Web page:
Filing a Demand if no ISR has been established?

I recently blogged about an imminent PCT rules change.  The rules change, which will take effect July 1, 2019, changes the timing of when an International Preliminary Examining Authority (“IPEA”) will commence its preliminary examination activity after receiving a Demand from an applicant.

  • The present situation is that the IPEA will put the activity “on ice” until the last possible date (P+22 or ISR+3, whichever is later) unless the applicant makes an express request for the activity to be commenced sooner.
  • The situation on and after July 1, 2019 will be that the IPEA will commence the preliminary examination right away unless the applicant makes an express request that the activity be postponed.

Which naturally enough raises the question of what exactly counts as “right away”?  And as I explained in the blog post, “right away” is defined as the date upon which the IPEA is for the first time in possession of all of the following:

  • the Demand;
  • the Preliminary Examination fee and the handling fee (and late fee if applicable);  and
  • the ISR/WO (or declaration of non-establishment).

Every now and then someone will suggest that the PCT has the potential to be a bit dry.  And whenever that happens, others will point out particularly fascinating aspects of the PCT that show how wrong that suggestion could be.  And so it is today, as one alert reader on the PCT listserv (which of course you should join if you have not already done so) reminded listserv members a few minutes ago.  She wondered why one would ever file a Demand if one had received a Declaration of non-establishment of an international search report.  Her comment was informed by the fact that as a general rule, IPEAs usually will not carry out preliminary examination for any subject matter for which an international search has not been carried out.

Indeed why, despite having received a declaration of non-establishment, might one nonetheless feel the need to file a Demand?

We must first remind ourselves that generally speaking, there are two possible reasons why an applicant would file a Demand.

A first reason why an applicant would file a Demand is to purchase the services of an IPEA.  For this, yes it is true you will likely only wish to proceed if an ISR had been established.  If you have a declaration of non-establishment then you will likely not receive any preliminary examination services in which case it would be a waste of money to file the Demand.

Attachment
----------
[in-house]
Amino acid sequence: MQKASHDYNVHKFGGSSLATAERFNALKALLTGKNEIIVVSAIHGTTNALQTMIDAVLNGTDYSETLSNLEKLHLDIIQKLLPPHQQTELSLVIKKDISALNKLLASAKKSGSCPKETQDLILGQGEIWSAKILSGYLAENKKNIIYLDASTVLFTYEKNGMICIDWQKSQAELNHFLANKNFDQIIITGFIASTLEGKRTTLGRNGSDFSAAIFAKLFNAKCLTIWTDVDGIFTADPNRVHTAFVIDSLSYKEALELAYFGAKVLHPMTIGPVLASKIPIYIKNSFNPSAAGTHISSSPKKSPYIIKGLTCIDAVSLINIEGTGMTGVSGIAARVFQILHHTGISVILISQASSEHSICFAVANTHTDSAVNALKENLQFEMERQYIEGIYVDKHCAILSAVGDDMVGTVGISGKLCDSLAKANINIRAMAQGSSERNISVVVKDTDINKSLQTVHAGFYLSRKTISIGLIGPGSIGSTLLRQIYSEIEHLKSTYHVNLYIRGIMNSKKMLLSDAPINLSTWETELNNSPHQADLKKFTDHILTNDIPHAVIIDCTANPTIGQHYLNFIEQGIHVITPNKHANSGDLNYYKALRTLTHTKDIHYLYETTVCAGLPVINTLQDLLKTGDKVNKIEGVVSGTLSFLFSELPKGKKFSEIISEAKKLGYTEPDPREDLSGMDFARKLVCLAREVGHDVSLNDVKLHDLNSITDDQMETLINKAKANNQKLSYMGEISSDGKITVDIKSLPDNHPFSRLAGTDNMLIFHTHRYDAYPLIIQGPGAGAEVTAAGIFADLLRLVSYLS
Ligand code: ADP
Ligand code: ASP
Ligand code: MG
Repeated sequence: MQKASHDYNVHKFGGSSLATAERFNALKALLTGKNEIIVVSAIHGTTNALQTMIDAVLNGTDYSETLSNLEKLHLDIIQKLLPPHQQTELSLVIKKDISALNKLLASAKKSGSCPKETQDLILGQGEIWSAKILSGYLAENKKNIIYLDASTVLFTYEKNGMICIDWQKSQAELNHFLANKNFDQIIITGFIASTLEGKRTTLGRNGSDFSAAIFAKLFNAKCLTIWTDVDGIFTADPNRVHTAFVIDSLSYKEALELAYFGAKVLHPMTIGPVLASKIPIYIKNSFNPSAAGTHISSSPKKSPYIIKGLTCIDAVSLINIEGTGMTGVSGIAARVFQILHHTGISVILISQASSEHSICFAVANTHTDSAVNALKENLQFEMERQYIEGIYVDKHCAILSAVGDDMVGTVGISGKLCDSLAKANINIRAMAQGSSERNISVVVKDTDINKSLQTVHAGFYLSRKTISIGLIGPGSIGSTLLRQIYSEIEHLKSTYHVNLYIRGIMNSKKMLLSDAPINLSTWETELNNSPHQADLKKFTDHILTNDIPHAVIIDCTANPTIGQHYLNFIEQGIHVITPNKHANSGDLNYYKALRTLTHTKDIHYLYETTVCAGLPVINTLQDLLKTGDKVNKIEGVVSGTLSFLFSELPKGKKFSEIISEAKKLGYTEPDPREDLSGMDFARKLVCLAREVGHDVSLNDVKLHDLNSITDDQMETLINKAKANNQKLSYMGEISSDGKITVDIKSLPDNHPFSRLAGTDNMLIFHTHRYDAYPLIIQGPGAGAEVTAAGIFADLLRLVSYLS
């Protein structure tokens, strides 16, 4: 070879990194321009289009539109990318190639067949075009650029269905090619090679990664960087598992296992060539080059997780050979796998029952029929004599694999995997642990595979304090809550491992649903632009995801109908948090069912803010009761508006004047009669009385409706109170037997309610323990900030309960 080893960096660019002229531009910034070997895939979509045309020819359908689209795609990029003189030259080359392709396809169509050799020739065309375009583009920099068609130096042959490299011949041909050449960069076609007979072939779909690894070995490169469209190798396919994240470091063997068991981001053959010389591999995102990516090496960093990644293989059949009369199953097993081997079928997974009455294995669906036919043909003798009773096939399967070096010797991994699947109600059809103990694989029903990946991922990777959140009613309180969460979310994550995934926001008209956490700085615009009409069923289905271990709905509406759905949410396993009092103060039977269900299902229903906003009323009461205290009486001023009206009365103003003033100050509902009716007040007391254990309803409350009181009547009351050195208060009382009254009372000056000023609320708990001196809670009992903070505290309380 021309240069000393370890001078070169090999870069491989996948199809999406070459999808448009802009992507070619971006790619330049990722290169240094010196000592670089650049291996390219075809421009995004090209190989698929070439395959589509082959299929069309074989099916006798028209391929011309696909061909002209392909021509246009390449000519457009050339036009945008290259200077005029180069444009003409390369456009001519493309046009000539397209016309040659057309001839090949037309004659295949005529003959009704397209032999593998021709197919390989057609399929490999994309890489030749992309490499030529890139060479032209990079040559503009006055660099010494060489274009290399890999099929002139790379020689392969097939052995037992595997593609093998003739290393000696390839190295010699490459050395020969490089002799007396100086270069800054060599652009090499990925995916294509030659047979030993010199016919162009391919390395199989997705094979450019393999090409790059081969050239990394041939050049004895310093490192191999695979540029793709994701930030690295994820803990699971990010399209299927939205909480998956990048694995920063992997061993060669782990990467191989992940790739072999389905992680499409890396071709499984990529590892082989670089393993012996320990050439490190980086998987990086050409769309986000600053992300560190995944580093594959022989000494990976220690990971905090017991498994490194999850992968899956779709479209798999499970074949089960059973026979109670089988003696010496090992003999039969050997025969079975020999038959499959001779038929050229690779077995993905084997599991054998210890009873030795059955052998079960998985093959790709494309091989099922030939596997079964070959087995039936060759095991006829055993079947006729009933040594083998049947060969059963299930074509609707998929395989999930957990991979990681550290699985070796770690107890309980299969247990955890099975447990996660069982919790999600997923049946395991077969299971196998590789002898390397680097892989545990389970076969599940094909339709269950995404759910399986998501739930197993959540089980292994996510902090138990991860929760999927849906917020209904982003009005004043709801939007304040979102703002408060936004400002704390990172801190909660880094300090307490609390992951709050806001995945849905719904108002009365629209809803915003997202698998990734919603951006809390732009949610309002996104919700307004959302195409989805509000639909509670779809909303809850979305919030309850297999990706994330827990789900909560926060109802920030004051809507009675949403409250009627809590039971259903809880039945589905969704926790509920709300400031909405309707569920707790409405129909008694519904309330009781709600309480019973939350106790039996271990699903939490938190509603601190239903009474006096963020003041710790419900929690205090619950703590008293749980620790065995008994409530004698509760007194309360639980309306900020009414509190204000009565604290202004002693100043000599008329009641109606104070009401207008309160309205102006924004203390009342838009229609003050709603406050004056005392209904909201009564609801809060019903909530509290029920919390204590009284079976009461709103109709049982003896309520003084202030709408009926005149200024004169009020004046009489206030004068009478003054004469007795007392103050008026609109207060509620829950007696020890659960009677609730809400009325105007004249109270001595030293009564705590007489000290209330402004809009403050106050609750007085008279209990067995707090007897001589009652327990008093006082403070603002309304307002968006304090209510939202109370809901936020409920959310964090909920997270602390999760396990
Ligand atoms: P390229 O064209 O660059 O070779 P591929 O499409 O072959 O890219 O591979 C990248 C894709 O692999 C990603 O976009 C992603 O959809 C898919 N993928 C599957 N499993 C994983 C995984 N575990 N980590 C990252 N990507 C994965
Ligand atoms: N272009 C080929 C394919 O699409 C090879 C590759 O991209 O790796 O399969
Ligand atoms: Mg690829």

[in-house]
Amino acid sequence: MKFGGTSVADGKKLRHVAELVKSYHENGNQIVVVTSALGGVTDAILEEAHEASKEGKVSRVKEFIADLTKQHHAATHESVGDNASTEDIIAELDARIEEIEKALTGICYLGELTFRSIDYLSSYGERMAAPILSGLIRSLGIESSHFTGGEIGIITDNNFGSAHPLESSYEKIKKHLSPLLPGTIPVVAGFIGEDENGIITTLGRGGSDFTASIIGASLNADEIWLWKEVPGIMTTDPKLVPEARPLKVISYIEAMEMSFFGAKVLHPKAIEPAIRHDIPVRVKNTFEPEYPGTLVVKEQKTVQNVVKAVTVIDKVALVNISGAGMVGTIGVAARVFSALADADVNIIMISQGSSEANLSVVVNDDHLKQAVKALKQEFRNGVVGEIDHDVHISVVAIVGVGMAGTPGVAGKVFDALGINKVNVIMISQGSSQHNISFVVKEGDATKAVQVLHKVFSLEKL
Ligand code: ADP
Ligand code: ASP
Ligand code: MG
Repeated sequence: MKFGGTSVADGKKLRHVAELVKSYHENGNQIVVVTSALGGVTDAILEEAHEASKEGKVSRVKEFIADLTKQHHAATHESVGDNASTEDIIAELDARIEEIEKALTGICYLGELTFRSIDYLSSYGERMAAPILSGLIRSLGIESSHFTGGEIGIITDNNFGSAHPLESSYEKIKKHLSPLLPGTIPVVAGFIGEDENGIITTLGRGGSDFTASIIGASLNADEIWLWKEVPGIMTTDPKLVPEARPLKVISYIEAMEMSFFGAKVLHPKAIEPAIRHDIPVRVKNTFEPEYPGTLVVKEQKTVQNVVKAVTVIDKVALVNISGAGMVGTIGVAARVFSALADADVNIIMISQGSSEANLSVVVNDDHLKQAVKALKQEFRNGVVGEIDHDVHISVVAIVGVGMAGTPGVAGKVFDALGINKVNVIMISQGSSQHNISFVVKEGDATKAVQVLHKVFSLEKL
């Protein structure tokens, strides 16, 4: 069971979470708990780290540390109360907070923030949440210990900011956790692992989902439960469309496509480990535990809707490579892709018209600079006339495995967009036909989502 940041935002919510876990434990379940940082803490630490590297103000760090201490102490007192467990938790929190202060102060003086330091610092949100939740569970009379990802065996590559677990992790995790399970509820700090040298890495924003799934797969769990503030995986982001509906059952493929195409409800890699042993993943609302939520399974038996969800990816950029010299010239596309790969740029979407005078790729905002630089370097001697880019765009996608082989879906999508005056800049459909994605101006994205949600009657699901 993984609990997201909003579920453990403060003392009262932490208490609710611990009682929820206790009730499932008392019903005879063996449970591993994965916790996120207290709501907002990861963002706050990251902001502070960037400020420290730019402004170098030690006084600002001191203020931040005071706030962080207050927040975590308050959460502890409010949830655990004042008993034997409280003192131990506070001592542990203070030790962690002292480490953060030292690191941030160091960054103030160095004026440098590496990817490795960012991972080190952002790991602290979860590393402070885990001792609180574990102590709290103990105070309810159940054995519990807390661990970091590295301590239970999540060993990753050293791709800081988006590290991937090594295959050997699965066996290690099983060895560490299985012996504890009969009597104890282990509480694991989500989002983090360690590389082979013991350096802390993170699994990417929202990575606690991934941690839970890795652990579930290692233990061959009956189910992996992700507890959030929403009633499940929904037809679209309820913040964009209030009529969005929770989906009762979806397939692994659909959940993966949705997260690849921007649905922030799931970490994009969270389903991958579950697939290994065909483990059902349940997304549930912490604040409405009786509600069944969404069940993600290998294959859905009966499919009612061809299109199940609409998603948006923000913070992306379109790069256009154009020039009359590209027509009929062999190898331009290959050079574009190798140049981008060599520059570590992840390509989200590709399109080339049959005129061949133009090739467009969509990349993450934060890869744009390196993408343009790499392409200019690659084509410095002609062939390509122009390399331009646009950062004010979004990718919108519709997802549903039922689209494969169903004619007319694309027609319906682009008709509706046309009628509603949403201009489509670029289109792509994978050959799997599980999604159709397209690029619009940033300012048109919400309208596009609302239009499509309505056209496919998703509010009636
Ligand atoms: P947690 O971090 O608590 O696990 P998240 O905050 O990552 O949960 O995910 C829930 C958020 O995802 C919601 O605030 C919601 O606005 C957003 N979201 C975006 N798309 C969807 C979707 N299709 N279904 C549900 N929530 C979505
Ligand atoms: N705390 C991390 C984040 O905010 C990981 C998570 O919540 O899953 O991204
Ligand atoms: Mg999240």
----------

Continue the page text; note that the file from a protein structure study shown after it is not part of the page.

I should point out that the PCT rules do not tie the hands of an IPEA on this.  If an IPEA were to choose to do so, it could carry out preliminary examination services for claims for which no search report had been established, and this would not violate any PCT rules.  But as a general matter an IPEA will decline to carry out preliminary examination for any subject matter for which a search report has not been established.

I’d guess that in 2019, the vast majority of times that someone files a Demand, it is prompted by this first reason, namely the goal of purchasing the services of an International Preliminary Examining Authority.

But there is a second and distinct reason why an applicant might file a Demand.  An applicant might file a Demand so as to get an extra ten or eleven months for entry into the national phase in Tanzania or Luxembourg.  To see this, look at the “chapter I” column at Time Limits for Entering National/Regional Phase under PCT Chapters I and II .

  • In the case of Luxembourg, if you want to have the flexibility of being able to wait until 30 months to enter the national phase in Luxembourg, you would need to have filed a Demand by P+19 (priority date plus 19 months).
  • In the case of Tanzania, if you want to have the flexibility of being able to wait until 31 months to enter the national phase in Tanzania, you would likewise need to have filed a Demand by P+19.

This situation for Luxembourg and Tanzania obtains regardless of whether one has received an ISR on the one hand or has received a Declaration of Non-Establishment on the other hand.

The folks at the Luxembourg patent office tell me that Real Soon Now they plan to “close the national route”.  By this they mean that it would only be possible to pursue patent protect from a PCT application in Luxembourg by means of European regional-phase entry.  Were Luxembourg to carry out this step of “closing the national route”, it would join the following countries that are part of EPO that have already done so:

  • Belgium
  • Cyprus
  • France
  • Greece
  • Ireland
  • Italy
  • Lithuania
  • Latvia
  • Monaco
  • Malta
  • Netherlands
  • Slovenia

When this happens, then there will be only one country remaining (Tanzania) as a place where one might wish to file a Demand by the 19th month for purposes of getting an extra nine months for entry into the national phase.

Yes, yes, the alert reader will already be reaching to slap the buzzer to point out that even if somehow an applicant had succumbed to this trap for the unwary and had allowed the P+19 date to pass without filing a Demand, there would still be filing paths available for pursuing patent protection in Luxembourg and Tanzania.  For the applicant that snoozed through the P+19 Demand date, patent protection in Luxembourg may nonetheless be pursued by means of a filing in the EPO (which may be pursued by regional-phase entry up to P+31 even if no Demand has been filed).  For the applicant that snoozed through the P+19 Demand date, patent protection in Tanzania may nonetheless be pursued by means of a filing in the African Regional Intellectual Property Office (which may be pursued by regional-phase entry up to P+31 even if no Demand has been filed).

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